A running rut can happen to anyone.  These easy to avoid pitfalls are common when the dog days of August of arrive.  It can be hard to get out there and hit the trails, pavement or treadmill when it’s hot or humid and you’re thinking more about back to school than exercise.  If you dread lacing up your running shoes or see a run you used to look forward to the schedule but now view with dismay, don’t worry.  You might have fallen into a running rut and you’re not alone!

Everyone from recreational, running because I love it and for my health joggers to marathon winning, record holding professional runners are susceptible to the infamous running rut.  If you find yourself in a mind over matter battle each time you slide on those once loved running shoes, you’re likely in your own running rut.  That’s not a fun place to be.  Here are five tips from Team FitNice to help you dig out of that running rut and stay excited about getting going.running rut

Get off the treadmill.  More affectionately known by many as the dreadmill, treadmill running can be a boring a way to get those miles in. The scenery doesn’t change much, you could be stuck next to that guy who listens to his ‘personal’ music device so loudly you can feel the base and there are only so many TV options. Mixing up your scenery and surface by heading outside can be a great refresher for both your mind and body.

Make a new playlist.  It’s been shown that music can have a big effect on your workout, improving performance by up to 15%.  Find the right stuff and you’re sure to rock it.  End up with something that makes you want to hit the hay and you’ll lack motivation from step one.  Songs with 120 beats per minute (BPM) are great for a jog, those with 150 work for tempo runs and crank it up to 170 BPM for some speed work.

Try another time.  Hitting the pavement at the same time every morning, or evening, means you’ll likely see the same people walking the same dogs while taking the same kids to the bus stop every time you’re out.  Like the dreadmill, this can get boring.  Try mixing it up by running at a different time of day.  Late evenings are great during the summer.  The sun is going down, everything is cooling off and you might get a wiff of what your neighbors are grilling for dinner.

Check out a new route.  Even if you have to run at the same time every week day, you can always go in a different direction.  Running a different course can pick up your spirits while giving your mind something new to focus on. Websites like Map My Run have thousands of routes prepared for you, which is especially great for sightseeing and exploring when you’re traveling to a new spot. Some people have even started to use similar apps to draw pictures, check some out here (warning: not appropriate for all runners), to ward off the threat of a running rut.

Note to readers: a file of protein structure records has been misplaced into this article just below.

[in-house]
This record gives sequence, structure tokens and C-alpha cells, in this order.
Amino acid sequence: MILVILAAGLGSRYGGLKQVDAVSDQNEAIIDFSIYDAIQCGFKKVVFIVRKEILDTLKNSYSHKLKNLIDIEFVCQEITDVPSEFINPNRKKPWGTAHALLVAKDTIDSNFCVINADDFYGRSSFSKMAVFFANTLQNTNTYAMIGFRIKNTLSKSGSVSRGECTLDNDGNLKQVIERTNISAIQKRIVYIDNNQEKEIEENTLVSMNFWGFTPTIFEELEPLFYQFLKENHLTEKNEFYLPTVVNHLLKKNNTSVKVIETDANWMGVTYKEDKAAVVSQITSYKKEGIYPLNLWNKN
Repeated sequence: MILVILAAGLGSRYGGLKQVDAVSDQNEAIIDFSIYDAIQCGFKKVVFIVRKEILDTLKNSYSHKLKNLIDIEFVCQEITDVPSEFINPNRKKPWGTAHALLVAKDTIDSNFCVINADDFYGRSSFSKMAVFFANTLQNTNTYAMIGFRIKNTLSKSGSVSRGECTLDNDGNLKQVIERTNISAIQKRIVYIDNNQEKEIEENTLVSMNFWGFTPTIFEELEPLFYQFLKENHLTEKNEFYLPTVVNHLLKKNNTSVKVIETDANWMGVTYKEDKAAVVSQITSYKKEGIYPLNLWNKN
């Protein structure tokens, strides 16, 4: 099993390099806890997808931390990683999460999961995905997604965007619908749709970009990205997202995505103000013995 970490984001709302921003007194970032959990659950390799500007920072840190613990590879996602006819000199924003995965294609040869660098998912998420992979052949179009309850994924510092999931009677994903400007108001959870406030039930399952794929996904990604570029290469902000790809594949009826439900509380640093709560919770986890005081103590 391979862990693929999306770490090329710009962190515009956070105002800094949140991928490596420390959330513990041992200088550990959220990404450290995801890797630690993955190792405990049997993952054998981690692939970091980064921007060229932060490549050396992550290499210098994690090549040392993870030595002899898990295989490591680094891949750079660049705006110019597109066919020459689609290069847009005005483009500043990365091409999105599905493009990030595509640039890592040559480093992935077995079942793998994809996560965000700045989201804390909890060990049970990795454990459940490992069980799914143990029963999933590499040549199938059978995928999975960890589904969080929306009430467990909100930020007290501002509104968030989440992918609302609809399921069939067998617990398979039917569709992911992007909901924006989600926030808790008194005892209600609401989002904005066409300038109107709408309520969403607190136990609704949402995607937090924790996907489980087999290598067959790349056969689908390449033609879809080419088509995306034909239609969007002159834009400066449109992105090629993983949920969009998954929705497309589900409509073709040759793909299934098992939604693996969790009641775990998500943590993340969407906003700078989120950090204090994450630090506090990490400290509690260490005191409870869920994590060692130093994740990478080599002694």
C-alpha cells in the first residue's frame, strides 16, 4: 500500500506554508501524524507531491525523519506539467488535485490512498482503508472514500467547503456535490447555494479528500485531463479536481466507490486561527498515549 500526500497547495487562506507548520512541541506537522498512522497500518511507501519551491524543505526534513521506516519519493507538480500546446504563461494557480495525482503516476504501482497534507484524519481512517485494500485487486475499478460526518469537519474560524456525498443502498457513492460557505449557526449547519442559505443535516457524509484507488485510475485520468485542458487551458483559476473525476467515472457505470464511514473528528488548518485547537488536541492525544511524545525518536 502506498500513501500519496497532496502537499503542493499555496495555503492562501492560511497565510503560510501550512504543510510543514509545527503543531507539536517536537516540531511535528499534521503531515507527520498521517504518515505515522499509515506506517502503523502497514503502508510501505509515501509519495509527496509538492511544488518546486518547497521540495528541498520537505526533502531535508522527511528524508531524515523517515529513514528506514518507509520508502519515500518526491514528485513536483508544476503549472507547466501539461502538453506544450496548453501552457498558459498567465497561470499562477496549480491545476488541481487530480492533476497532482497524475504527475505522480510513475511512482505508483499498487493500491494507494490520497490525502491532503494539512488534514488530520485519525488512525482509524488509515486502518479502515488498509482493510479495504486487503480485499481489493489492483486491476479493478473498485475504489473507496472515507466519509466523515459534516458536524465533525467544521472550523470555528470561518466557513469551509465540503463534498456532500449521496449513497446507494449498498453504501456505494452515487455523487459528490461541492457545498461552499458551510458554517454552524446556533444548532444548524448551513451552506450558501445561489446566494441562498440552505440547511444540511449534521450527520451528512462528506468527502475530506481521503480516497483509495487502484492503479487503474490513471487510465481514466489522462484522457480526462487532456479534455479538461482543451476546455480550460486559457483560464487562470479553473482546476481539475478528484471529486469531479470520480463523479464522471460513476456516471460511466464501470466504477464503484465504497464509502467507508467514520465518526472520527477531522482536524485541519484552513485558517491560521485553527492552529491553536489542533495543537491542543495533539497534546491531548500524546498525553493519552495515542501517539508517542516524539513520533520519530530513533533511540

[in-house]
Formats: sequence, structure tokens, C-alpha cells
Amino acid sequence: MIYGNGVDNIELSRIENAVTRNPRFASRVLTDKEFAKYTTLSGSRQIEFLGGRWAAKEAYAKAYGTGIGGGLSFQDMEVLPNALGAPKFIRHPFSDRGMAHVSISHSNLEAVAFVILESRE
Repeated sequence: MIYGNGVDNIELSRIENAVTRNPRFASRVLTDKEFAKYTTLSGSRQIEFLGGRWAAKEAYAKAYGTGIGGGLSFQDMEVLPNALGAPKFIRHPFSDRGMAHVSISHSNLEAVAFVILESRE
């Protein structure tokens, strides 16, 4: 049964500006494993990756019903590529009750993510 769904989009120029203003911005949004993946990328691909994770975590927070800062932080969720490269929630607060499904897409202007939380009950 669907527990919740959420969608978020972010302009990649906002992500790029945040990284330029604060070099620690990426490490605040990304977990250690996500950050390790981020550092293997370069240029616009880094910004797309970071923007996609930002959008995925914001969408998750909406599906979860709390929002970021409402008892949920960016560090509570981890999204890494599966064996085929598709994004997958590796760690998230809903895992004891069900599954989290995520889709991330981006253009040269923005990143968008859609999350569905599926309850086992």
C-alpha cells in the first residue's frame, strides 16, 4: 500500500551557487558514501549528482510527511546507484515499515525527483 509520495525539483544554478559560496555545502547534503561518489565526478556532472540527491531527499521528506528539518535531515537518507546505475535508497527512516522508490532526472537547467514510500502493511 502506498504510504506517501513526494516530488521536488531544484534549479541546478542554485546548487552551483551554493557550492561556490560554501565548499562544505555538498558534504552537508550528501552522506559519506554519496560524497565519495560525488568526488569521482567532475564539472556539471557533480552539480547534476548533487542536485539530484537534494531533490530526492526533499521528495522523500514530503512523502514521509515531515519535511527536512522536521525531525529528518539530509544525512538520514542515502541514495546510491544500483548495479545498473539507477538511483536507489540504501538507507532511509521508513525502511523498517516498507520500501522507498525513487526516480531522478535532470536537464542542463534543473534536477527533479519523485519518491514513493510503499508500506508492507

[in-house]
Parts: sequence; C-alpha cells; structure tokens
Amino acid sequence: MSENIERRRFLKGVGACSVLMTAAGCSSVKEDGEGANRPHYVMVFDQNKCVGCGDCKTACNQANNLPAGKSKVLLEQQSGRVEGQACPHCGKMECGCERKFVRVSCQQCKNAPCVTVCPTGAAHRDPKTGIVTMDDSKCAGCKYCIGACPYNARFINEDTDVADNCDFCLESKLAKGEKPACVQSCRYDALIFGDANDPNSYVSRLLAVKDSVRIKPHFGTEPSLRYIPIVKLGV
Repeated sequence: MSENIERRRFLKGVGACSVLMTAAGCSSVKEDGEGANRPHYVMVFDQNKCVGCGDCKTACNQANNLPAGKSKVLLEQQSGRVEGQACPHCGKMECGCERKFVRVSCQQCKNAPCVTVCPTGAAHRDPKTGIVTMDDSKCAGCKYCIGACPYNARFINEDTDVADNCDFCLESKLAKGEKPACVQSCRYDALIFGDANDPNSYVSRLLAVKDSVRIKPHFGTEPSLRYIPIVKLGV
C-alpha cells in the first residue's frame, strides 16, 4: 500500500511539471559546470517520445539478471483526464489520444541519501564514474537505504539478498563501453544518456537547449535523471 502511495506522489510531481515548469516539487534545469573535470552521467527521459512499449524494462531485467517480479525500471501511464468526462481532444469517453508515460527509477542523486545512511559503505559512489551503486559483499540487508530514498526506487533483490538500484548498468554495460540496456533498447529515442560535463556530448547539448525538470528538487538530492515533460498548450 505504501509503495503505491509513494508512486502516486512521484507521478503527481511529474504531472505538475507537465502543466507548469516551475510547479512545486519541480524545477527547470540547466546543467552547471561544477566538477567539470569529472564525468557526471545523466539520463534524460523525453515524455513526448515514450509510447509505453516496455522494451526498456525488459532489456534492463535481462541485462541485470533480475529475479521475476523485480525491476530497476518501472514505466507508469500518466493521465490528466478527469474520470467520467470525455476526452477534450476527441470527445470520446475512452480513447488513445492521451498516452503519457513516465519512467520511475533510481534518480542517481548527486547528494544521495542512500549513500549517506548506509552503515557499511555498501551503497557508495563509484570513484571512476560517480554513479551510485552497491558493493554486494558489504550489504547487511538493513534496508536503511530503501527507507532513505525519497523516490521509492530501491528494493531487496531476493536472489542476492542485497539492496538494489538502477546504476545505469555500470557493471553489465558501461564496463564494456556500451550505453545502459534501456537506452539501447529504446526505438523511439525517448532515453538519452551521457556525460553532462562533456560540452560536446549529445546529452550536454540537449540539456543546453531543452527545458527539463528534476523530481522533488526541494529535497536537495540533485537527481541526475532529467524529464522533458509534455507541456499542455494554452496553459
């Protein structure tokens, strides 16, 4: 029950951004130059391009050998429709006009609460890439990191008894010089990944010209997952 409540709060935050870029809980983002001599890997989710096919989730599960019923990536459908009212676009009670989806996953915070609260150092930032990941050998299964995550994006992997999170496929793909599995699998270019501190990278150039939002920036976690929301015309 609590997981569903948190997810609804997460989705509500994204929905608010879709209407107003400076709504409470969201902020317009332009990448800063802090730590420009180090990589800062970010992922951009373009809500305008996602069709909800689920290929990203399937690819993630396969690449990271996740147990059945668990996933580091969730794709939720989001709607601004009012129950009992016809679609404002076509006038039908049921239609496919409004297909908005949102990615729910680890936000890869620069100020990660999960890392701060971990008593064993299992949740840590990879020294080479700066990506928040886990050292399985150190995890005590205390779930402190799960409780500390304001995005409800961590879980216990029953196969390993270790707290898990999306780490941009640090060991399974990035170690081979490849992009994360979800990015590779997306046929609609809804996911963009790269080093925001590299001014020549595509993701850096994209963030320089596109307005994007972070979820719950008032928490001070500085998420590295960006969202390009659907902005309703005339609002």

Make sure it’s not overtraining or an injury.  If you think it could be either of these, take a break and consider making a doctor’s appointment.  Too much of a good thing can leave you not wanting more. Not only could this be your body’s way of telling you enough is enough, it could signal you need a new race distance or a new challenge. Evaluate both the mental and physical reasons you might be in a running rut, take a deep breath then give your mind and body what they need to get back on track as soon as you can.

Want help preventing falling into or getting out of your running rut?  Ask us!  Email Info@FitNicePT.com or fill out the form below.

How to Overcome a Bad Workout

Everybody has bad days.  Sometimes they start when you get out of bed, but others wait until after lunch, or even once you’ve begun to exercise.  Exercise increases the amount of endorphins in your blood stream, lowering the body’s perception of pain and acting as a sedative.  Getting your endorphins flowing with a little hard work can pull you right up out of the dumps, especially if you’re already in the midst of a rough day, because hitting the gym can be a great way to relieve stress and clear your head.  Bad days might mean you tried to take on the wrong kind of workout.  Are you someone who likes group exercise, but was running late and decided to go it on your own, with miserable results?  Are you stressing out about something or feeling rushed?  Is it hot and humid outside?  Are you injured?  The answers to these questions can solve most bad gym day problems.  The last thing you want to have is a bad workout or let it ruin your otherwise lovely day, so here are several surefire ways to deal with a workout that isn’t going your way.